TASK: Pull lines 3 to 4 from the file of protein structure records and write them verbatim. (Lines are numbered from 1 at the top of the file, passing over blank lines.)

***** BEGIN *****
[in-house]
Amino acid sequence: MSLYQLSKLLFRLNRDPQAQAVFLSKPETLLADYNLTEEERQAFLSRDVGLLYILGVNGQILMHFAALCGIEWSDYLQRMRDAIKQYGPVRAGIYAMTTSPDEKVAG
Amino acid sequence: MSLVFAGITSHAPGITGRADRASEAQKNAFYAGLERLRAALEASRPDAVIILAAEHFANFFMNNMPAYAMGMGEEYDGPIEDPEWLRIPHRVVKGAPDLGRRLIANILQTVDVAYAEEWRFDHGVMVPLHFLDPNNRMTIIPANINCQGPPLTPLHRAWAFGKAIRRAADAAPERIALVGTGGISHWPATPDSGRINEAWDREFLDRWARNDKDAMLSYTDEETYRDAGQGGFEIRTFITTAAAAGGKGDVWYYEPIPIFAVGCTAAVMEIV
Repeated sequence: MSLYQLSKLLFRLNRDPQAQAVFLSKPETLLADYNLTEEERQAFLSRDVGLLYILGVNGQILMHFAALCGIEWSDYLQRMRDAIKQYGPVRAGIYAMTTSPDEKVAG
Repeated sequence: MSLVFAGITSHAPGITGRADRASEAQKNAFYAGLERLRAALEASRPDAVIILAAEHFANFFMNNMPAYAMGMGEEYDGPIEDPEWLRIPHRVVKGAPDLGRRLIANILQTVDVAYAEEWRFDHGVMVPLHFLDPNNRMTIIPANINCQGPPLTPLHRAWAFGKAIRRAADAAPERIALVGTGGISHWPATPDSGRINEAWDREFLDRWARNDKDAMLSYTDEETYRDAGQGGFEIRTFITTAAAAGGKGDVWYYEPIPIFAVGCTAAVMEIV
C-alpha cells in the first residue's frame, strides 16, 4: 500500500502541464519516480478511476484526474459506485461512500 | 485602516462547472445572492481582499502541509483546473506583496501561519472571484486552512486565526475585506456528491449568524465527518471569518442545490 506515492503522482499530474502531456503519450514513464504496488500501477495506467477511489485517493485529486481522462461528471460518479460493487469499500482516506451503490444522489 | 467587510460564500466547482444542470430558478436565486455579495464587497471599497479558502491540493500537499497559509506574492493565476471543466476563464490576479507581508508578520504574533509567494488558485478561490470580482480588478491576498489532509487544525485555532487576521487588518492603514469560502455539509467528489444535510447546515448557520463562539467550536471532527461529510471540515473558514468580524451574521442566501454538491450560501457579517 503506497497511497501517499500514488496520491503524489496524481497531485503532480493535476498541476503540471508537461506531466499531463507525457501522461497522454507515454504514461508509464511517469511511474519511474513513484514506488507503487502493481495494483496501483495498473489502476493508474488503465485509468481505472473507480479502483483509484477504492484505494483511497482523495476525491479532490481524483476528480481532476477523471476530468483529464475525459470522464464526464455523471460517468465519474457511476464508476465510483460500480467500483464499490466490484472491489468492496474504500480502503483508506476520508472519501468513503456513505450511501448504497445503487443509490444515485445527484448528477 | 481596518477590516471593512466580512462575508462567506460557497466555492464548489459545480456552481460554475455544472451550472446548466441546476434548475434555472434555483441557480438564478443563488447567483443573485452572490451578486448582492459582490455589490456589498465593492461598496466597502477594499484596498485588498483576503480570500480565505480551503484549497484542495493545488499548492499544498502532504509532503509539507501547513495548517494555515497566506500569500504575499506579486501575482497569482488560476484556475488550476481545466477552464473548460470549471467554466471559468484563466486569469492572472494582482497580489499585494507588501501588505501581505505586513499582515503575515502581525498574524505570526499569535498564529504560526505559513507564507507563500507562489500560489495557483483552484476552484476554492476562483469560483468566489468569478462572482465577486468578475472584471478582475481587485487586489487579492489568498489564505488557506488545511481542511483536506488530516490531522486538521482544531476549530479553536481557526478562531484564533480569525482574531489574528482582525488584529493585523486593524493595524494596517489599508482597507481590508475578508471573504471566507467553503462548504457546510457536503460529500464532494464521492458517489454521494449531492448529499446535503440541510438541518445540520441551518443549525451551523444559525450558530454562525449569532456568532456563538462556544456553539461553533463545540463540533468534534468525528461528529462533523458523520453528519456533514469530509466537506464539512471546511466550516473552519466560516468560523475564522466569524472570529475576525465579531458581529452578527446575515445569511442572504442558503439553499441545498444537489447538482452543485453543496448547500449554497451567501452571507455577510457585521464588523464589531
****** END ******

Amino acid sequence: MSLVFAGITSHAPGITGRADRASEAQKNAFYAGLERLRAALEASRPDAVIILAAEHFANFFMNNMPAYAMGMGEEYDGPIEDPEWLRIPHRVVKGAPDLGRRLIANILQTVDVAYAEEWRFDHGVMVPLHFLDPNNRMTIIPANINCQGPPLTPLHRAWAFGKAIRRAADAAPERIALVGTGGISHWPATPDSGRINEAWDREFLDRWARNDKDAMLSYTDEETYRDAGQGGFEIRTFITTAAAAGGKGDVWYYEPIPIFAVGCTAAVMEIV
Repeated sequence: MSLYQLSKLLFRLNRDPQAQAVFLSKPETLLADYNLTEEERQAFLSRDVGLLYILGVNGQILMHFAALCGIEWSDYLQRMRDAIKQYGPVRAGIYAMTTSPDEKVAG